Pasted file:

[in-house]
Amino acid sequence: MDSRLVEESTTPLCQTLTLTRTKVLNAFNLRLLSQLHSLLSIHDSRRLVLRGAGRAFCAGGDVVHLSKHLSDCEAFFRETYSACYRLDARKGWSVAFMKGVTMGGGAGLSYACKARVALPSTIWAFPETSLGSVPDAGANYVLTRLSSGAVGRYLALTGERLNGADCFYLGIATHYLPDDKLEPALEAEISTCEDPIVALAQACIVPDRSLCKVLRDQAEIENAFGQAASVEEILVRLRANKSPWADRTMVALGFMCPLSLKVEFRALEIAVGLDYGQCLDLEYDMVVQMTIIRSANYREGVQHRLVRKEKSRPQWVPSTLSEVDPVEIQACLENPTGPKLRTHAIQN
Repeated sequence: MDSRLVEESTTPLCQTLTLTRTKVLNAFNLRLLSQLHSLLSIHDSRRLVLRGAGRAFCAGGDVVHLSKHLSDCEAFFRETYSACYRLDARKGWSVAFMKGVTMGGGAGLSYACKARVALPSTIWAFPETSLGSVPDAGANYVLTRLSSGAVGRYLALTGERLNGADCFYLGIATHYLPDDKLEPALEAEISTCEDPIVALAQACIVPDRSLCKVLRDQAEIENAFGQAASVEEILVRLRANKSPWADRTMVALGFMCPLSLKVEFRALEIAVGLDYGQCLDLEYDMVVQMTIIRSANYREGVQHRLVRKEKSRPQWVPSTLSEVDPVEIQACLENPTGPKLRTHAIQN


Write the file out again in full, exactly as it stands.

[in-house]
Amino acid sequence: MDSRLVEESTTPLCQTLTLTRTKVLNAFNLRLLSQLHSLLSIHDSRRLVLRGAGRAFCAGGDVVHLSKHLSDCEAFFRETYSACYRLDARKGWSVAFMKGVTMGGGAGLSYACKARVALPSTIWAFPETSLGSVPDAGANYVLTRLSSGAVGRYLALTGERLNGADCFYLGIATHYLPDDKLEPALEAEISTCEDPIVALAQACIVPDRSLCKVLRDQAEIENAFGQAASVEEILVRLRANKSPWADRTMVALGFMCPLSLKVEFRALEIAVGLDYGQCLDLEYDMVVQMTIIRSANYREGVQHRLVRKEKSRPQWVPSTLSEVDPVEIQACLENPTGPKLRTHAIQN
Repeated sequence: MDSRLVEESTTPLCQTLTLTRTKVLNAFNLRLLSQLHSLLSIHDSRRLVLRGAGRAFCAGGDVVHLSKHLSDCEAFFRETYSACYRLDARKGWSVAFMKGVTMGGGAGLSYACKARVALPSTIWAFPETSLGSVPDAGANYVLTRLSSGAVGRYLALTGERLNGADCFYLGIATHYLPDDKLEPALEAEISTCEDPIVALAQACIVPDRSLCKVLRDQAEIENAFGQAASVEEILVRLRANKSPWADRTMVALGFMCPLSLKVEFRALEIAVGLDYGQCLDLEYDMVVQMTIIRSANYREGVQHRLVRKEKSRPQWVPSTLSEVDPVEIQACLENPTGPKLRTHAIQN